The disposition of remifentanil in cats was characterized by rapid distribution and high clearance. Anesthesia with isoflurane modestly affected the pharmacokinetics of remifentanil. It is expected that remifentanil will rapidly achieve steady state during infusion and will rapidly disappear from blood after cessation of an infusion. Pharmacokinetic parameters reported here will allow the design of adequate administration schemes and the prediction of blood concentration during infusion of remifentanil to healthy cats. Further studies are necessary to establish target blood concentrations for desired effects such as analgesia or a decrease in anesthetic requirements.

ABBREVIATIONS

LC-MS

Liquid chromatographymass spectrometry

AUC

Area under the concentration-time curve

AUC

Area under the blood concentration-time curve extrapolated to infinity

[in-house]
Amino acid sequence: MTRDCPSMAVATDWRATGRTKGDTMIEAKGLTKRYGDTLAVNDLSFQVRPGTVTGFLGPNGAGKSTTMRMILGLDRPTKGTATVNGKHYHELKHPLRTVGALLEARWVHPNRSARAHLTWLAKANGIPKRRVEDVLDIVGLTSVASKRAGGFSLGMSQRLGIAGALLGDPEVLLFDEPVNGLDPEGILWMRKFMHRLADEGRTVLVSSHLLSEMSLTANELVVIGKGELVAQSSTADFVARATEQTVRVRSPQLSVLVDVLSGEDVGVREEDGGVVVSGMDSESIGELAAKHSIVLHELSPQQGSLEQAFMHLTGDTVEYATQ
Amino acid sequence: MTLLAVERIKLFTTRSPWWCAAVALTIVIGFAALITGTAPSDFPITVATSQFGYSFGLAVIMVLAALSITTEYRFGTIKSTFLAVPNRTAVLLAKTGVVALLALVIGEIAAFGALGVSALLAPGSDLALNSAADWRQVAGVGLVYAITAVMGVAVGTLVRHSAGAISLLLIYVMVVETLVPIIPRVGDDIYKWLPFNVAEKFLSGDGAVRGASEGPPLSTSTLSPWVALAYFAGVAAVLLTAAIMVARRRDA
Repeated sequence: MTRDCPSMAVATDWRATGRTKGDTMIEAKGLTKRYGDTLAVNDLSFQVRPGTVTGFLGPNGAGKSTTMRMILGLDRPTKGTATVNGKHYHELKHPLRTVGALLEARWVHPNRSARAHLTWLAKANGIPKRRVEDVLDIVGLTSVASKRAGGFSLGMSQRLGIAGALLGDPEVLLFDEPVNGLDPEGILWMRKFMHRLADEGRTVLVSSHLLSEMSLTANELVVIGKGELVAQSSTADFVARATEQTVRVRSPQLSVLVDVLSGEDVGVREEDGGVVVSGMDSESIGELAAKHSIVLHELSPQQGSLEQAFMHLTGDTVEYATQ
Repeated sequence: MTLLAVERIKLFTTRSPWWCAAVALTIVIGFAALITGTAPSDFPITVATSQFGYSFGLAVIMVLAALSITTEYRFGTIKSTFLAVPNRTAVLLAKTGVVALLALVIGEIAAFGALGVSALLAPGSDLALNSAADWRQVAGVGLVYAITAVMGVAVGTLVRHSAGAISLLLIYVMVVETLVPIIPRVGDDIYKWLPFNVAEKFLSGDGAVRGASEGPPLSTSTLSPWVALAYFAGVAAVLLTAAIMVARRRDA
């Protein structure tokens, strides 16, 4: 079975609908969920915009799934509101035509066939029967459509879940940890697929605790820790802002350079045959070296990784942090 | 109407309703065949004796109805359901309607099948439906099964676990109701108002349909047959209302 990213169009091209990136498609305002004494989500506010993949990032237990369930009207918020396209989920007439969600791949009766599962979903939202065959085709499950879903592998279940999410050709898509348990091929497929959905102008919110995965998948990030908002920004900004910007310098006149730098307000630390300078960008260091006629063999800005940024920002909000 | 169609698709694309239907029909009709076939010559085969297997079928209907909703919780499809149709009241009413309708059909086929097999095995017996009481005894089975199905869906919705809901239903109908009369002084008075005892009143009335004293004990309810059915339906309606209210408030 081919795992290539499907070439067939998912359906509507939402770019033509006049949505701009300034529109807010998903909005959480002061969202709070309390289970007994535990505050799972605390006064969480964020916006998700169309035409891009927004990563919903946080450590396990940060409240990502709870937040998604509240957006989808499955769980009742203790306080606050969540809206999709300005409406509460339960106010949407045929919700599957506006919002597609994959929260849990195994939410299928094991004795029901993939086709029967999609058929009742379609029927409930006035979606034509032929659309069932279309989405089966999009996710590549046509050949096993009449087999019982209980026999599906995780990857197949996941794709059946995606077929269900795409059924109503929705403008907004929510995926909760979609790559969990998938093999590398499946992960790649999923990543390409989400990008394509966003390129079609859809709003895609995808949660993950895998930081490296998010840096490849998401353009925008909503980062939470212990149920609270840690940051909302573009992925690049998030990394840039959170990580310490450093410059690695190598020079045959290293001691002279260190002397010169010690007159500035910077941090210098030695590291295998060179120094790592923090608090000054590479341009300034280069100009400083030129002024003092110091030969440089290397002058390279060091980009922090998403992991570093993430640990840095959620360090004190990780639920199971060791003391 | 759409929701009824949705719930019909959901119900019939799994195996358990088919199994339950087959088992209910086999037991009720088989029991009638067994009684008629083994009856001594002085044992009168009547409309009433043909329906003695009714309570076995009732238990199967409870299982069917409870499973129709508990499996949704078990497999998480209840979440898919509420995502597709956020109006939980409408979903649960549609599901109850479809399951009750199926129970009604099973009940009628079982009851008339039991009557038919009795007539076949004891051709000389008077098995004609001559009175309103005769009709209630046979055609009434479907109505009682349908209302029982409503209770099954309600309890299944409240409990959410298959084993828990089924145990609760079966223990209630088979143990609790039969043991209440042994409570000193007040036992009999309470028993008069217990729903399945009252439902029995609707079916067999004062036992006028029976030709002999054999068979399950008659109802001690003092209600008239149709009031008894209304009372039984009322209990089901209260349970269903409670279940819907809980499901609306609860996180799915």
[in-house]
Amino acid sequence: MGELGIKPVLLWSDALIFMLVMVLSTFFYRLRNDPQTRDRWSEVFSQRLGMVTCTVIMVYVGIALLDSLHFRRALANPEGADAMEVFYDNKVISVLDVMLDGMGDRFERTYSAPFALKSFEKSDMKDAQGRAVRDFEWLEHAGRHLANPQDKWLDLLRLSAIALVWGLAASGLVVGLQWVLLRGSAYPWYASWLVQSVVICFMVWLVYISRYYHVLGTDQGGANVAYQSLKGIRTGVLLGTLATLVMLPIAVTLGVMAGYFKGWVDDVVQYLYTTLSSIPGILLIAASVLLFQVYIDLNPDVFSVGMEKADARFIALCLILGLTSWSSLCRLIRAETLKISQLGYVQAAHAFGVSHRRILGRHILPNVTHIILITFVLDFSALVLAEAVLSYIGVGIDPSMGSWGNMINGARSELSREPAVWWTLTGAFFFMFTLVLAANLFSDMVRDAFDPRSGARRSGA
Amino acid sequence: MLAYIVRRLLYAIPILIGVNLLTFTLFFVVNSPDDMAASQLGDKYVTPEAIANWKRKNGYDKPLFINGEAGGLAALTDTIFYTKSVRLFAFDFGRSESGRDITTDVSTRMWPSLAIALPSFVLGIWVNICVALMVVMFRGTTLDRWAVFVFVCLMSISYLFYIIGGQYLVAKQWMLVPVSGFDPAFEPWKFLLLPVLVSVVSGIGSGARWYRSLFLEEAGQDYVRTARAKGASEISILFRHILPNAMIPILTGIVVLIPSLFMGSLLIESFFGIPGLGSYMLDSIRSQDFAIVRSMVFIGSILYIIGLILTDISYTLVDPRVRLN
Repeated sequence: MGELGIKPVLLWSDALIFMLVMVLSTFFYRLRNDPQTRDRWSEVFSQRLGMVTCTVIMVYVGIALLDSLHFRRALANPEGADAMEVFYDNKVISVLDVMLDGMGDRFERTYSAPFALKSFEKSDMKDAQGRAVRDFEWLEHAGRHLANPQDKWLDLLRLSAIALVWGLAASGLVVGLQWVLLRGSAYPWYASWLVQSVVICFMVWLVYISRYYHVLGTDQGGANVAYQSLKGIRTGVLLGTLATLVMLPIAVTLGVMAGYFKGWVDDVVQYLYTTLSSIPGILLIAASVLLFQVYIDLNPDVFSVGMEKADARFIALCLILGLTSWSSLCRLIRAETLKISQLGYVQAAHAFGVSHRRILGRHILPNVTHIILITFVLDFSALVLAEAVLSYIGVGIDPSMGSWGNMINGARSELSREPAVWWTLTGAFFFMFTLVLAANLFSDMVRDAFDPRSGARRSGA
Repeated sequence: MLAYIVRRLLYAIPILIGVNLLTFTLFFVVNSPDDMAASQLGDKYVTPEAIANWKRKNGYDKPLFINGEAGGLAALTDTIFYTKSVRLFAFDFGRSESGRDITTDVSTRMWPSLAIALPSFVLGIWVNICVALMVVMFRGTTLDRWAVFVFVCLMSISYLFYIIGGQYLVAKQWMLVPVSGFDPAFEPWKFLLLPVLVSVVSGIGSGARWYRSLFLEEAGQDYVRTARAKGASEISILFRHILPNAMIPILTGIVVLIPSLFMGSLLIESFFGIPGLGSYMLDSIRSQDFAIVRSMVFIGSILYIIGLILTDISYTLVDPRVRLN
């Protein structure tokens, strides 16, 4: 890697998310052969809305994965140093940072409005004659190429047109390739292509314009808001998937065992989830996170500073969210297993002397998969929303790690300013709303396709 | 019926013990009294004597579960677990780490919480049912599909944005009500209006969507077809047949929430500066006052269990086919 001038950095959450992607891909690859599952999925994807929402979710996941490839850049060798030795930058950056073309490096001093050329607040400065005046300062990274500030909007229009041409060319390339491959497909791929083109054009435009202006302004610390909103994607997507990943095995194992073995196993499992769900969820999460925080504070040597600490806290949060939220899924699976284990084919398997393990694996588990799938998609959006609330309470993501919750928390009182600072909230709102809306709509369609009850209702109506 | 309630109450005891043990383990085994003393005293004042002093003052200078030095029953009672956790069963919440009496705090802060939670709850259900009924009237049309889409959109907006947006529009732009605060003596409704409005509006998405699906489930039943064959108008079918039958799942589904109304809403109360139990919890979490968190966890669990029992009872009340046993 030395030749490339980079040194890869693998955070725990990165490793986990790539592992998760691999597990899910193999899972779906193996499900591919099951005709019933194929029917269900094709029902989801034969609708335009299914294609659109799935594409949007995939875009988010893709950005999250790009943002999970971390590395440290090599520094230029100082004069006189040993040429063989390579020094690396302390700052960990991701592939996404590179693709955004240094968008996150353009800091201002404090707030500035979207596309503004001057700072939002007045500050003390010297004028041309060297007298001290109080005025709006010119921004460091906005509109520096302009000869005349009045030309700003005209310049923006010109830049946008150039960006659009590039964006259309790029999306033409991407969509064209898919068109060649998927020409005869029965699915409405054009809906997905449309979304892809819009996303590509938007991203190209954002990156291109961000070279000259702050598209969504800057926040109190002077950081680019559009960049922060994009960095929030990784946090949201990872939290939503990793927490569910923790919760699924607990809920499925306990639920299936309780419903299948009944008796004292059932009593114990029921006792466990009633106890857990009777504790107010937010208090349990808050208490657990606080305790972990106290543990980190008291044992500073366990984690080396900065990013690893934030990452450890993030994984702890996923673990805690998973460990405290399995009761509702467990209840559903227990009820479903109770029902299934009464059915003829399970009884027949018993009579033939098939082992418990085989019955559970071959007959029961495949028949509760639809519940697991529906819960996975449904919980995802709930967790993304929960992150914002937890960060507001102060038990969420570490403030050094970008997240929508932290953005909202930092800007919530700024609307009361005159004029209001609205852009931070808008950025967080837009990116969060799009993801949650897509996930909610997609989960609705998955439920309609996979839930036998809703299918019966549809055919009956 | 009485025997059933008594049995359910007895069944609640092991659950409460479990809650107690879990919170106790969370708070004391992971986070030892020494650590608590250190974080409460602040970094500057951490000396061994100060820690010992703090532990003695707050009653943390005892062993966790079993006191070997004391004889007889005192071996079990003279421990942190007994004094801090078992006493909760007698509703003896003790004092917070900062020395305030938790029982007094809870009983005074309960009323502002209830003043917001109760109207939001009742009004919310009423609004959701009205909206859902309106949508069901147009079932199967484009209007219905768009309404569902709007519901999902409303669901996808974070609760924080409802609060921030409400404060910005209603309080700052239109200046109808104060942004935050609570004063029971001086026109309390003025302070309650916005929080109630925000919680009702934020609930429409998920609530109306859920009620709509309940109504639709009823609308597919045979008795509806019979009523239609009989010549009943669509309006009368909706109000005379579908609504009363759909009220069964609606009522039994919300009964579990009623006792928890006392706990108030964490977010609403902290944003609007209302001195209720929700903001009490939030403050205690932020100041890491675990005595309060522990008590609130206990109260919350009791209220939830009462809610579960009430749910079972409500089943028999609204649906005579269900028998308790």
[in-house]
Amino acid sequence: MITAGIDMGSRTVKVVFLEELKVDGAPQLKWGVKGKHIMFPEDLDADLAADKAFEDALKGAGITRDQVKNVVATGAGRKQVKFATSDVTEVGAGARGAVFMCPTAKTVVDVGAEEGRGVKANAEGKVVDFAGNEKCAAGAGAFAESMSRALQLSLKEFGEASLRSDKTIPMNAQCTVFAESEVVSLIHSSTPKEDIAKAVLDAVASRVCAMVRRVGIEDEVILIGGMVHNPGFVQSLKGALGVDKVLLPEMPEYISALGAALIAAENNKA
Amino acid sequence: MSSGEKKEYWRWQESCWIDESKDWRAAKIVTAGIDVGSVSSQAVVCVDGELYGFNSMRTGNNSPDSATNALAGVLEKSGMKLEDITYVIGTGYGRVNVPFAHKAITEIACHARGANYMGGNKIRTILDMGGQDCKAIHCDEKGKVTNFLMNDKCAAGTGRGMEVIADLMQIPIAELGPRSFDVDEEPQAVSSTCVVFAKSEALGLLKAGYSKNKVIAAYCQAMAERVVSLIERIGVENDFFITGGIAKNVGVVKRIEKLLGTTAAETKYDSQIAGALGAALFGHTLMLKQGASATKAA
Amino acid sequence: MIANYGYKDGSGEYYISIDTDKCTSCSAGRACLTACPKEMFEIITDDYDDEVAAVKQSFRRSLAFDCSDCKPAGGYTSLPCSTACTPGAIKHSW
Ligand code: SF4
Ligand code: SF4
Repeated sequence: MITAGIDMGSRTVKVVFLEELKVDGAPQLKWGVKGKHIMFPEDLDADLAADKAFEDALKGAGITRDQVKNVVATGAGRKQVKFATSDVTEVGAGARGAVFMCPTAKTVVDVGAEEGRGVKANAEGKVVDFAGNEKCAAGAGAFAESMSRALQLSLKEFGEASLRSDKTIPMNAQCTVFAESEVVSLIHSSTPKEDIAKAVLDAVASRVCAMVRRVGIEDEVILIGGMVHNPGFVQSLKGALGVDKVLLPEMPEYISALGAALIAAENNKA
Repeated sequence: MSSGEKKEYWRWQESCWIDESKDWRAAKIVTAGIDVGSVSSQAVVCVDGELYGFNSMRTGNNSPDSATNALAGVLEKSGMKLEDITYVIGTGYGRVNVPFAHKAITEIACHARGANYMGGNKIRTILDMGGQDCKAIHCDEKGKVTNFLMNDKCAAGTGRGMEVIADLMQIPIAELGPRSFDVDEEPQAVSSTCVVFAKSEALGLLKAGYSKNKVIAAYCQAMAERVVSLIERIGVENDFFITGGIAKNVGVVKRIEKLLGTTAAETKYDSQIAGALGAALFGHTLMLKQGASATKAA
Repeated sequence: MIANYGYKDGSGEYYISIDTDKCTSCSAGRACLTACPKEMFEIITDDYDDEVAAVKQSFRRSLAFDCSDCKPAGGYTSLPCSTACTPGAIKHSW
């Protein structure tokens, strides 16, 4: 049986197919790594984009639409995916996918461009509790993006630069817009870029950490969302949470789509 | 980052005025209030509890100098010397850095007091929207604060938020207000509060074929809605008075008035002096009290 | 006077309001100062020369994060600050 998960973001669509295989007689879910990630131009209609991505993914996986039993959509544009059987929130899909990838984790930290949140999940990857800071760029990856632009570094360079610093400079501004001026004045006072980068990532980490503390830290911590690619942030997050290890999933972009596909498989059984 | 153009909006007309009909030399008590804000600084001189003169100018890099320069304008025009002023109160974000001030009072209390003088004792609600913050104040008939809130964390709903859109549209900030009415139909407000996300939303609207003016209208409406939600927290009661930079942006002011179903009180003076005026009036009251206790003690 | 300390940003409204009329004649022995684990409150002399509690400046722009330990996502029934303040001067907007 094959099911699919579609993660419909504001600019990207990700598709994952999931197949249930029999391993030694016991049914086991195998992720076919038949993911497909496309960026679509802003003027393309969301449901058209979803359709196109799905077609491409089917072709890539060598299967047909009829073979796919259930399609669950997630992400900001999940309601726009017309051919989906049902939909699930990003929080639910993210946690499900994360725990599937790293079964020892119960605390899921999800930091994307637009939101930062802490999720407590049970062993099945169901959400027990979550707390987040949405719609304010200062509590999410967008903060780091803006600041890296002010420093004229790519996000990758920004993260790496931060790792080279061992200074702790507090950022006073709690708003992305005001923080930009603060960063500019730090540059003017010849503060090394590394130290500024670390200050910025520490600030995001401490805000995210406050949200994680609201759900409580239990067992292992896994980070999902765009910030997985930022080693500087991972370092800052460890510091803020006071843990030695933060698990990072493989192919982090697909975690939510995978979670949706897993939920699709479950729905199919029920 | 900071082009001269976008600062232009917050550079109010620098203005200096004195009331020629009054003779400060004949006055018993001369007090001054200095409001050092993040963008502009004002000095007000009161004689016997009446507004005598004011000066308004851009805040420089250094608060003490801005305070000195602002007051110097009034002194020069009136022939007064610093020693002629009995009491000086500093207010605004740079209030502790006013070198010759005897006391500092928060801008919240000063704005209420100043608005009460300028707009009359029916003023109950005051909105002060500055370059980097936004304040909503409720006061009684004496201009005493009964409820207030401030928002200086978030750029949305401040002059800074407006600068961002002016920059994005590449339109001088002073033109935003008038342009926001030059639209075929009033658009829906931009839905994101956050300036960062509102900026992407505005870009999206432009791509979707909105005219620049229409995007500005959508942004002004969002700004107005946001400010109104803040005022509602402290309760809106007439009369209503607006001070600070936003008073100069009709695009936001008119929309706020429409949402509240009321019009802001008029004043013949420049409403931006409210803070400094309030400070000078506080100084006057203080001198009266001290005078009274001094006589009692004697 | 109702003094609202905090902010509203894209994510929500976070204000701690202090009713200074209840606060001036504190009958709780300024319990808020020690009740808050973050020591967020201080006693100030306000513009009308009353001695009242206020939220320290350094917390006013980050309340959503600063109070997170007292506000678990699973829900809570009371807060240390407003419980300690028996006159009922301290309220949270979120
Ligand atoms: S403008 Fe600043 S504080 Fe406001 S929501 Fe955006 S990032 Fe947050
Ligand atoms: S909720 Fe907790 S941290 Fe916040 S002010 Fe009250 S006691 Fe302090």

Cmax

Maximum blood concentration

a.

Central venous catheterization set, Arrow International, Reading, Pa.

b.

Insyte, Beckton-Dickinson, Sandy, Utah.

c.

Rascal II, Ohmeda, Salt Lake City, Utah.

d.

Medical Gas Analyzer LB2, Beckman, Anaheim, Calif.

e.

Primary Standard, Matheson Gas Products, Cucamonga, Calif.

f.

Acetic acid, Fisher Scientific, Pittsburgh, Pa.

g.

Acetonitrile, Burdick and Jackson, Muskegon, Mich.

h.

Water, Burdick and Jackson, Muskegon, Mich.

i.

Formic acid, Aldrich, St Louis, Mo.

j.

Fentanyl, Cerilliant, Round Rock, Tex.

k.

Remifentanil, Abbott Laboratories, Abbott Park, Ill.

l.

LTQ linear ion trap mass spectrometer, ThermoFisher Scientific, San Jose, Calif.

m.

1100 Series, Agilent Technologies, Palo Alto, Calif.

n.

Discovery HS C18, Supelco Inc, Bellefonte, Pa.

o.

LCQuan, ThermoFisher Scientific, San Jose, Calif.

p.

WinNonLin Pro, version 5.2, Pharsight, Cary, NC.

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Contributor Notes

Supported by the Center for Companion Animal Health, School of Veterinary Medicine, University of California.

Address correspondence to Dr. Pypendop.